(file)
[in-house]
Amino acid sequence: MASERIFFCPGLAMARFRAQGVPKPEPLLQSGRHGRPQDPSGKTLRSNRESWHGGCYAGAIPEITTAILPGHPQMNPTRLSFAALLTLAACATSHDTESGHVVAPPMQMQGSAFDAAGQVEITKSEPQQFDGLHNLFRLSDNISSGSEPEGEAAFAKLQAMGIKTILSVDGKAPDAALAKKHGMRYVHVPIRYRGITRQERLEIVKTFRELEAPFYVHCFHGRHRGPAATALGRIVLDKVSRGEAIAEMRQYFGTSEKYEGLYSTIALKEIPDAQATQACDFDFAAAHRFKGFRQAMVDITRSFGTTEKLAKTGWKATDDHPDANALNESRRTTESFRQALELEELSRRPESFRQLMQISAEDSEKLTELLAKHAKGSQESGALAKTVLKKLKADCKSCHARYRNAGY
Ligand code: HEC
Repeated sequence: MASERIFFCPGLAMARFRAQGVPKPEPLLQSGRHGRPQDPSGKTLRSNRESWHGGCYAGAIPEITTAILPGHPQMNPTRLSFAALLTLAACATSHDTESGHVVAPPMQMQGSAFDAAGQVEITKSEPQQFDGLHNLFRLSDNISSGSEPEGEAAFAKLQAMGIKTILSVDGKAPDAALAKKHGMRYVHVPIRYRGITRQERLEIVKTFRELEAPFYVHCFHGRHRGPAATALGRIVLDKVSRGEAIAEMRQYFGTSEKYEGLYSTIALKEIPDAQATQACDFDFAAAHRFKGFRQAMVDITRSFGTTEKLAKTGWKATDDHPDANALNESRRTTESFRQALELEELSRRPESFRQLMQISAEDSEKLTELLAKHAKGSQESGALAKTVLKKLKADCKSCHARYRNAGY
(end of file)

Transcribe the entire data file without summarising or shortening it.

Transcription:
[in-house]
Amino acid sequence: MASERIFFCPGLAMARFRAQGVPKPEPLLQSGRHGRPQDPSGKTLRSNRESWHGGCYAGAIPEITTAILPGHPQMNPTRLSFAALLTLAACATSHDTESGHVVAPPMQMQGSAFDAAGQVEITKSEPQQFDGLHNLFRLSDNISSGSEPEGEAAFAKLQAMGIKTILSVDGKAPDAALAKKHGMRYVHVPIRYRGITRQERLEIVKTFRELEAPFYVHCFHGRHRGPAATALGRIVLDKVSRGEAIAEMRQYFGTSEKYEGLYSTIALKEIPDAQATQACDFDFAAAHRFKGFRQAMVDITRSFGTTEKLAKTGWKATDDHPDANALNESRRTTESFRQALELEELSRRPESFRQLMQISAEDSEKLTELLAKHAKGSQESGALAKTVLKKLKADCKSCHARYRNAGY
Ligand code: HEC
Repeated sequence: MASERIFFCPGLAMARFRAQGVPKPEPLLQSGRHGRPQDPSGKTLRSNRESWHGGCYAGAIPEITTAILPGHPQMNPTRLSFAALLTLAACATSHDTESGHVVAPPMQMQGSAFDAAGQVEITKSEPQQFDGLHNLFRLSDNISSGSEPEGEAAFAKLQAMGIKTILSVDGKAPDAALAKKHGMRYVHVPIRYRGITRQERLEIVKTFRELEAPFYVHCFHGRHRGPAATALGRIVLDKVSRGEAIAEMRQYFGTSEKYEGLYSTIALKEIPDAQATQACDFDFAAAHRFKGFRQAMVDITRSFGTTEKLAKTGWKATDDHPDANALNESRRTTESFRQALELEELSRRPESFRQLMQISAEDSEKLTELLAKHAKGSQESGALAKTVLKKLKADCKSCHARYRNAGY